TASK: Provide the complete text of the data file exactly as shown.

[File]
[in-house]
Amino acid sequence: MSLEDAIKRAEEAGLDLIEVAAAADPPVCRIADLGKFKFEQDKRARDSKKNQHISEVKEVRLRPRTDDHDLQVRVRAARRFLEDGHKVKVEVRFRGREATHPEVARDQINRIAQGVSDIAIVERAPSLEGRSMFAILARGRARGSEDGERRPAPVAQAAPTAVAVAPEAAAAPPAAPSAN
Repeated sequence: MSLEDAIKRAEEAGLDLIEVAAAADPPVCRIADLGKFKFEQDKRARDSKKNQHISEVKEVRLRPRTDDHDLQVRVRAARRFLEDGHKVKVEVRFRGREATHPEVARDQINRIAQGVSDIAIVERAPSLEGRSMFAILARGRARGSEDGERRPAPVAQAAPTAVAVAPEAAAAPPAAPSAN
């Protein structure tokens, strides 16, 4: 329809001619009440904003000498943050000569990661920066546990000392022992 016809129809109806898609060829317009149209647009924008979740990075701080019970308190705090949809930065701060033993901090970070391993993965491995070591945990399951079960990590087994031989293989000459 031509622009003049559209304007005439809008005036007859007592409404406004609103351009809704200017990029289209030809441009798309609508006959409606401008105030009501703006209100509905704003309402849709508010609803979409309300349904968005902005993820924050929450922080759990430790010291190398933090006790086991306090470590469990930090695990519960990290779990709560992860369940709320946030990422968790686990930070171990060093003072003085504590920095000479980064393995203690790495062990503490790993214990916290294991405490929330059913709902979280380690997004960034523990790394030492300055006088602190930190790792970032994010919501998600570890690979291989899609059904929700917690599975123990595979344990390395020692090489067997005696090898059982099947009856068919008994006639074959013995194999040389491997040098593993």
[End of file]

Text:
[in-house]
Amino acid sequence: MSLEDAIKRAEEAGLDLIEVAAAADPPVCRIADLGKFKFEQDKRARDSKKNQHISEVKEVRLRPRTDDHDLQVRVRAARRFLEDGHKVKVEVRFRGREATHPEVARDQINRIAQGVSDIAIVERAPSLEGRSMFAILARGRARGSEDGERRPAPVAQAAPTAVAVAPEAAAAPPAAPSAN
Repeated sequence: MSLEDAIKRAEEAGLDLIEVAAAADPPVCRIADLGKFKFEQDKRARDSKKNQHISEVKEVRLRPRTDDHDLQVRVRAARRFLEDGHKVKVEVRFRGREATHPEVARDQINRIAQGVSDIAIVERAPSLEGRSMFAILARGRARGSEDGERRPAPVAQAAPTAVAVAPEAAAAPPAAPSAN
């Protein structure tokens, strides 16, 4: 329809001619009440904003000498943050000569990661920066546990000392022992 016809129809109806898609060829317009149209647009924008979740990075701080019970308190705090949809930065701060033993901090970070391993993965491995070591945990399951079960990590087994031989293989000459 031509622009003049559209304007005439809008005036007859007592409404406004609103351009809704200017990029289209030809441009798309609508006959409606401008105030009501703006209100509905704003309402849709508010609803979409309300349904968005902005993820924050929450922080759990430790010291190398933090006790086991306090470590469990930090695990519960990290779990709560992860369940709320946030990422968790686990930070171990060093003072003085504590920095000479980064393995203690790495062990503490790993214990916290294991405490929330059913709902979280380690997004960034523990790394030492300055006088602190930190790792970032994010919501998600570890690979291989899609059904929700917690599975123990595979344990390395020692090489067997005696090898059982099947009856068919008994006639074959013995194999040389491997040098593993």